-

Siena, Italy – July

Italian Paramilitary Police "Carabinieri" horse patrol ride their horses in Piazza del Campo prior the start of the fifth race of the Palio. The Palio takes place twice a year on July 2nd and August 16th to celebrate the Madonna of Provenzano and Santa Maria Assunta. The Palio di Siena horse race, which became, over the centuries a distinctive element of the city, consists of four days of celebration. Only ten of the seventeen teams run and each time their participation are decided by a draw. The seven teams which do not run in the Palio of the same day of the year before, are entitled to run, the other three are drawn from the ten which participated.

-

Venice, Italy - February

Masked guests attend the "La serva padrona di Pergolesi" party organized by Nicolas and J.Benedicte Arnita at Ca'Zanardi Palace during Carnival. Carnival originates as a passage from winter to spring and traditionally during that time the license was granted to Venetian people to contravene the strict social rules imposed by the Serenissima Republic such as to lapse into games and parties. Hiding their faces behind masks gave the illusion that it was possible to change identity, sex and social class through an ambiguous exchange of roles. During the eighteenth century the Carnival made it’s peak, however because of the fall of the Republic and the Austrian domination it was abolished and only recently made a cultural come-back that attracts hundreds of thousands of people that desire to live the nineteenth century atmosphere once again.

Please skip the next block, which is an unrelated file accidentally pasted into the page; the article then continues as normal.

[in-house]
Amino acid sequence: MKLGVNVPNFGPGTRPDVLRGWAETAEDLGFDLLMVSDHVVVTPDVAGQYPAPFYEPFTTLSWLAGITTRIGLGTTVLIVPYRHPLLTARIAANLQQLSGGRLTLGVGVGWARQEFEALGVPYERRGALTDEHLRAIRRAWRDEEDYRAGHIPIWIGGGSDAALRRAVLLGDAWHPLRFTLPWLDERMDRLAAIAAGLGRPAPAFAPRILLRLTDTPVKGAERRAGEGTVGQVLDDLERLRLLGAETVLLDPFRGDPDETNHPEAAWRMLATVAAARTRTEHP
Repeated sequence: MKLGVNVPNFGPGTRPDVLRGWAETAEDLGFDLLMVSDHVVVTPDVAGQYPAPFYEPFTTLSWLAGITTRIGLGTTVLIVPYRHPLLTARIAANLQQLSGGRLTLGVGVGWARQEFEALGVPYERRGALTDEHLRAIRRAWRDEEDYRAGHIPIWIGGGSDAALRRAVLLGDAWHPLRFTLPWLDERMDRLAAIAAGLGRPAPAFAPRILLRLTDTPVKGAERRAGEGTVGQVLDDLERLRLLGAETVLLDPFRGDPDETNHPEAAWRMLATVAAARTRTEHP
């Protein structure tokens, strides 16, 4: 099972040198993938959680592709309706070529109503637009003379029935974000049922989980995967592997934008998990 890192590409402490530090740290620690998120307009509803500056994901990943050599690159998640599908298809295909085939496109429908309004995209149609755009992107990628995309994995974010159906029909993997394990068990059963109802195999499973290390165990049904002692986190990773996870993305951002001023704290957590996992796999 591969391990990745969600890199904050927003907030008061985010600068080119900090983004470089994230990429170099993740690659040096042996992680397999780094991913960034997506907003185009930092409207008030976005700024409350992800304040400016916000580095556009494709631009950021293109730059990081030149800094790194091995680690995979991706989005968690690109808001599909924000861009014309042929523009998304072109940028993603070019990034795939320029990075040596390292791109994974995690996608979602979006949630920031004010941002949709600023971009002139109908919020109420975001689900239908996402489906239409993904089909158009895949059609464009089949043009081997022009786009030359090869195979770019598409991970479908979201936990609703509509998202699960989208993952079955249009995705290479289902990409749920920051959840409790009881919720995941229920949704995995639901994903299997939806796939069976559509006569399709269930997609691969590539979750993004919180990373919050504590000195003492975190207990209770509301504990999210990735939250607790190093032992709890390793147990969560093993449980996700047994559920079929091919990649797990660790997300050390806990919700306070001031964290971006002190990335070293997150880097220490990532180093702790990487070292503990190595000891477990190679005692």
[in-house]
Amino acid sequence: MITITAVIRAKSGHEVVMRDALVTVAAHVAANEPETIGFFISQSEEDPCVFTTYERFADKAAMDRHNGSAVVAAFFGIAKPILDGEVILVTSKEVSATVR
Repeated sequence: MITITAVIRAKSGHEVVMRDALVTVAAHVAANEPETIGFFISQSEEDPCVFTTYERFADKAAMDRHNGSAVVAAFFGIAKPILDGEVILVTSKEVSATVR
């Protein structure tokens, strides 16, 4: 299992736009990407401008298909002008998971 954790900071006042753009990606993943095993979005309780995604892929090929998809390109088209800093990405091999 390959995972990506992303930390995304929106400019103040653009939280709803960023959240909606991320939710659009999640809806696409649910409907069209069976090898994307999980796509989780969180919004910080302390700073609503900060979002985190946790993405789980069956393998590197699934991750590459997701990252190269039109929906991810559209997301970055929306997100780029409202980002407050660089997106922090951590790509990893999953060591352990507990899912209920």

http://www.marcodilauro.com/features/italian-traditions/http://<form name="PrePage" method = "post" action = "https://Simplecheckout.authorize.net/payment/CatalogPayment.aspx"> <input type = "hidden" name = "LinkId" value ="6617ce4f-5742-4c29-b2a5-28b27c083b81" /> <input type = "image" src ="//content.authorize.net/images/buy-now-gold.gif" /> </form>